« After quitting his academy, it is scarcely possible that a young man, who has acquired all the knowledge, and caught all the enthusiasm, necessary for his profession, should not ardently wish for war, that he may have opportunities of distinguishing himself. Martial enthusiasm and a hamaDe philosophical love of peace are rncompa'.ible, therefore military pupils should not be made philosophers, or they cease to be soldiers, and how then can we expect to be defended.'' p. 194.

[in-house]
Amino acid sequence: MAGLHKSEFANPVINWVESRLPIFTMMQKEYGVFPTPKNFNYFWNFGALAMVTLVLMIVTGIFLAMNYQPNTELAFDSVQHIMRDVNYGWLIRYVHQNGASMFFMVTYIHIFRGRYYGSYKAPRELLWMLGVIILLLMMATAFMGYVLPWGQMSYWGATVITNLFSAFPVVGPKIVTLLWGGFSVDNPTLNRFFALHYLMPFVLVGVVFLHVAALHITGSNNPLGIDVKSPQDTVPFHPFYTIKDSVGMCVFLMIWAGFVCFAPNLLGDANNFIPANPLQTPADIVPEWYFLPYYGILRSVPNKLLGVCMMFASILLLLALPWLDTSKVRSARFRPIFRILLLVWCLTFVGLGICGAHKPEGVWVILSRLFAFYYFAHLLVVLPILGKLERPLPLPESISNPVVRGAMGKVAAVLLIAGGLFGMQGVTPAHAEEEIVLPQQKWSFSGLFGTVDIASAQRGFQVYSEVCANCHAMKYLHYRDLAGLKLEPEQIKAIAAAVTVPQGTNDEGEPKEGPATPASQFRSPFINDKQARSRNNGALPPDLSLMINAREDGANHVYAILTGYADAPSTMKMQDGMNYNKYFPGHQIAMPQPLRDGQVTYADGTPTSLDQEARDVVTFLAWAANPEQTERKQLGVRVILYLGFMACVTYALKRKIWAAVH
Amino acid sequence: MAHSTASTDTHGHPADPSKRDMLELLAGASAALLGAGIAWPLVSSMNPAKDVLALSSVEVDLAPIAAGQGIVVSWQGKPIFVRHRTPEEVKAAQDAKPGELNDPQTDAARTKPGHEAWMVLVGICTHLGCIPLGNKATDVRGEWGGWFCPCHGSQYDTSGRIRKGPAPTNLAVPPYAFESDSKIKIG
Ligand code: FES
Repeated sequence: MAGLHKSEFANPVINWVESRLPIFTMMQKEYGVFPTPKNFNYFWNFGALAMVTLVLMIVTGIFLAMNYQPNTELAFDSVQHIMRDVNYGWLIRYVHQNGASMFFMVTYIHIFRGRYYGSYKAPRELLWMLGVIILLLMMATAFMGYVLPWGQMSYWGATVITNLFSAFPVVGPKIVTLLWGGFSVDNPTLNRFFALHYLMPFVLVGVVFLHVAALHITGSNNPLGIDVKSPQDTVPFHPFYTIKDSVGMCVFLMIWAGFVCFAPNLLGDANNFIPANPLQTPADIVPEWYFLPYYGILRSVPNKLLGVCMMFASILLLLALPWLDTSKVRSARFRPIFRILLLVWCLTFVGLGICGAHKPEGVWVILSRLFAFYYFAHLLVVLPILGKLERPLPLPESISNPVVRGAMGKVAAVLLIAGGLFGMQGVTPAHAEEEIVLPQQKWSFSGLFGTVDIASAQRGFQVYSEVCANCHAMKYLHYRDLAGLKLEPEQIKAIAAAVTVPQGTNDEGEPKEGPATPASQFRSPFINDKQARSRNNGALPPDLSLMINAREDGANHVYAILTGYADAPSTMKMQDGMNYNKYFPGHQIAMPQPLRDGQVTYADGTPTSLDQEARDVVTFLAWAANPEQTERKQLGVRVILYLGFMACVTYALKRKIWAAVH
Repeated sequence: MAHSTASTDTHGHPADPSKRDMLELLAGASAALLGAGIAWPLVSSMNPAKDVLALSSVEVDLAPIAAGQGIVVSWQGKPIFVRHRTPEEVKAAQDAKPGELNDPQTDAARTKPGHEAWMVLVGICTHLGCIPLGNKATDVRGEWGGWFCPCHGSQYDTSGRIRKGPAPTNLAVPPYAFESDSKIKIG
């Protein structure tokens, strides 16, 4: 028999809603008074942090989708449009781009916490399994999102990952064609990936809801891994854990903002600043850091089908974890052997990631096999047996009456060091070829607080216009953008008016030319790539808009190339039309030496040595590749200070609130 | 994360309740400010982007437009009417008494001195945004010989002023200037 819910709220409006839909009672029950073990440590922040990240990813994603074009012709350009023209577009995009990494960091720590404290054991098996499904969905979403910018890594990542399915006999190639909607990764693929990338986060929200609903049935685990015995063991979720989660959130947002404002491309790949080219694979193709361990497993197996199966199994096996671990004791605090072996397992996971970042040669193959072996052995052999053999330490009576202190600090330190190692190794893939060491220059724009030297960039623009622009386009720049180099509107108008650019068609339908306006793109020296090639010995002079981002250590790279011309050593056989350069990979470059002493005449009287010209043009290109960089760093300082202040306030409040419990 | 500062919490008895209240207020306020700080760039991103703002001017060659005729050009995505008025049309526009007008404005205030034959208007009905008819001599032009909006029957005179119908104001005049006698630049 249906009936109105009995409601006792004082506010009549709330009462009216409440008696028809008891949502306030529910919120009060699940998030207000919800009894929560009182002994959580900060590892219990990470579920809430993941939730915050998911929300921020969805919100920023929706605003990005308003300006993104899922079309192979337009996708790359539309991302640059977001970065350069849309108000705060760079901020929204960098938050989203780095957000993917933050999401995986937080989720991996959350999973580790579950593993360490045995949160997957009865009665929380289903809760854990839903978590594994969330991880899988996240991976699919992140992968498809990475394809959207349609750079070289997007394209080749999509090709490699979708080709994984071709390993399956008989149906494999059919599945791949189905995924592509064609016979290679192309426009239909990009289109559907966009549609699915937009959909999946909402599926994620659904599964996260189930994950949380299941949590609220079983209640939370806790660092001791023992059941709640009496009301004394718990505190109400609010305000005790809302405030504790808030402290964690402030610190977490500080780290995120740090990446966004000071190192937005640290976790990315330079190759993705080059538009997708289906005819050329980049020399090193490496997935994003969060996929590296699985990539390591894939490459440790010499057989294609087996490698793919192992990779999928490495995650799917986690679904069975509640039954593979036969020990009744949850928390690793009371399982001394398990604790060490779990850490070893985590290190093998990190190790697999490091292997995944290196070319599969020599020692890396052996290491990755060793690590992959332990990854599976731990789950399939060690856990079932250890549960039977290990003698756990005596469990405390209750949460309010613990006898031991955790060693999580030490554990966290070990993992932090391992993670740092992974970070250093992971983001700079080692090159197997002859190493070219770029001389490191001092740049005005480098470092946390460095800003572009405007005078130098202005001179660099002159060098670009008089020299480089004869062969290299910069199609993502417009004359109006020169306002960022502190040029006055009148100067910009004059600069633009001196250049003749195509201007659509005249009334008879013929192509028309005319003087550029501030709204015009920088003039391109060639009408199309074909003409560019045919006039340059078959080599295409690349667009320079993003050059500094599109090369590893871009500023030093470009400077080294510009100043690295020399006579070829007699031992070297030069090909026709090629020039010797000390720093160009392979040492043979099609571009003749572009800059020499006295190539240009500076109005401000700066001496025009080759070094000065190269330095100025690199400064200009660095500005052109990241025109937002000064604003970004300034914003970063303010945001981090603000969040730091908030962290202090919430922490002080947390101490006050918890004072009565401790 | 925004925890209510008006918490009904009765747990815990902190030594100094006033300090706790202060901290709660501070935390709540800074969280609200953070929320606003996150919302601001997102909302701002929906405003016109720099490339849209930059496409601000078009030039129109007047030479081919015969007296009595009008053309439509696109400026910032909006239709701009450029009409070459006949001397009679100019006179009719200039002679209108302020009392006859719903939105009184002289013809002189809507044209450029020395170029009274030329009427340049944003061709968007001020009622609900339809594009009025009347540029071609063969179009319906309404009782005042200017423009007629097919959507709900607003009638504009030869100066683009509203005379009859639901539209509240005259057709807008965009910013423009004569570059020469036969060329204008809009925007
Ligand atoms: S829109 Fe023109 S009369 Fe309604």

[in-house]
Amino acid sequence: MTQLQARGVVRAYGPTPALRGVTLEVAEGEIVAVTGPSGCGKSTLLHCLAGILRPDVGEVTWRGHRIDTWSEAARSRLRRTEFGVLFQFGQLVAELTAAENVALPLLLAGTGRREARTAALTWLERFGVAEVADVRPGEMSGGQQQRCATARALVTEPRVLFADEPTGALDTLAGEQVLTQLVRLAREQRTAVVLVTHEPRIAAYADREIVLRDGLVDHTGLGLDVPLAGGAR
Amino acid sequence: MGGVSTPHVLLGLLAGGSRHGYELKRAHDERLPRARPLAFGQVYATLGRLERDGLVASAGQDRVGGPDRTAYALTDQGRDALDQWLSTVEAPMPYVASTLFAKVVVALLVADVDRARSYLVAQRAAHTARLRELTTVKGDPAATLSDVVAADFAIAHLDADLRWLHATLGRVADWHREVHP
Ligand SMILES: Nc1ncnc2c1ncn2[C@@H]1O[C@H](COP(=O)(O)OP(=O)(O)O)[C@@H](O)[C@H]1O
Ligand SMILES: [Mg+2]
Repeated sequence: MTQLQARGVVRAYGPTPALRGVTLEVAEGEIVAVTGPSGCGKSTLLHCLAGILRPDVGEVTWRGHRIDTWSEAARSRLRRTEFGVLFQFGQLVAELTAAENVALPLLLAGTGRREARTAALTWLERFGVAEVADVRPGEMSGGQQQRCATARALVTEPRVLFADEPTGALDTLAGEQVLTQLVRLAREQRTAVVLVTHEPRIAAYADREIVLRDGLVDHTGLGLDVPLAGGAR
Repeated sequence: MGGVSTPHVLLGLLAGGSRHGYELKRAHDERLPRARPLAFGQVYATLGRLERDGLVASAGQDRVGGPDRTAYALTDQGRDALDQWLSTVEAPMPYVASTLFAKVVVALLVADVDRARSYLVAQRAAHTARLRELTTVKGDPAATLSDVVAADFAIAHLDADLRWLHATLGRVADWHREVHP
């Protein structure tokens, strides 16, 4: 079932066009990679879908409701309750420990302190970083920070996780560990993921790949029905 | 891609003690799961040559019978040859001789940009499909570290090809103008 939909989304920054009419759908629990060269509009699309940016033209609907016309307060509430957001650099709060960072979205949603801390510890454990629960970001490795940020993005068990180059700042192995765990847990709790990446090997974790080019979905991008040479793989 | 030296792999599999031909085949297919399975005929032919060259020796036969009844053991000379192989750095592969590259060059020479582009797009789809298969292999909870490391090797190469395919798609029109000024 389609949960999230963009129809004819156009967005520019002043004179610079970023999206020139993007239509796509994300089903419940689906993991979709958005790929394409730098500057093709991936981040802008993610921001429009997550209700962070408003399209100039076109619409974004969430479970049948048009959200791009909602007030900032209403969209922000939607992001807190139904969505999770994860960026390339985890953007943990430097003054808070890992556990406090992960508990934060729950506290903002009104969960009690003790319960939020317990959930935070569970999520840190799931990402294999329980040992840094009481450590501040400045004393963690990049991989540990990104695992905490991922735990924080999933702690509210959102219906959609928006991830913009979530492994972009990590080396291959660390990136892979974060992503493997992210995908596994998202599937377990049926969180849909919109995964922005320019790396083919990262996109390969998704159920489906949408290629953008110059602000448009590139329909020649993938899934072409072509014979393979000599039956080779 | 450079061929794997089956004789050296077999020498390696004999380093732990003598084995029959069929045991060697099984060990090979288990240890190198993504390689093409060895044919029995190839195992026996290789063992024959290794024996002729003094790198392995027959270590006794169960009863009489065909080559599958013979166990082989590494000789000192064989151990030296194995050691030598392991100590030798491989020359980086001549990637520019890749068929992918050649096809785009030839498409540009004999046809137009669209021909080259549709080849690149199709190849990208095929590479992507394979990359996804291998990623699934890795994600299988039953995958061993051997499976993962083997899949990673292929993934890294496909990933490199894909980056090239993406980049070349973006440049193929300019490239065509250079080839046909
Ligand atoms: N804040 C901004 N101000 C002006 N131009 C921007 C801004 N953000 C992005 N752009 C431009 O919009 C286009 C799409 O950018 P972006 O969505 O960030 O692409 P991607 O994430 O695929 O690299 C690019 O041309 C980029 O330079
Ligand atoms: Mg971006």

Thus it is plainly asserted, that a rightly conducted military education will inspire its subjects) with an ardent passion against the nation's being at peace. Now let it be considered, that of the numerous youths to be thus educated, and therefore inspired with this passion, a considerable proportion will be sons of the nobility, who form a branch of the legislature, a kind of permanent council to the king; that another .large proportion are from the^families of the prodigious number of executive functionaries of the state, through all their gradations; and that a very numerous supply is from the families of wealth and influence throughout the country; whose direct or collateral relations have seats in the House of Commons :•—let all this be reflected on but five minutes; let it be considered that the younger sons of the nobility, when thus educated, must be provided for at all events, even i£ they were not burning for martial enterprise; that in the descending ranks of family and wealth, who send their re-i presentatives to the House of Commons, the modern habits of living have created certain necessities very powerfully tending to influence the fathers of these young heroes to promote in that House, in person, or hy their friends, such national schemes as will furnish employment for their sons; and that the generous ambition, as it will be called, of these high-spirited young men, always therefore the favourites ana idols of their families and connexions, will probably have no little direct influence on the volitions of their parliamentary relatives. Let any man think of all this influence, acting in reinforcement of that horror of peace which may prevail as much in the government and a great part of the nation another half centifry, as it has prevailed during the last, and say whether there can be any better security for a constant national disposition to a state of war. The nation is to stand,therefore,in this desirable predicament^ that the grand expedient for defending it against enemies-, is to be most exactly calculated to set* it continually on find* ing and making enemies.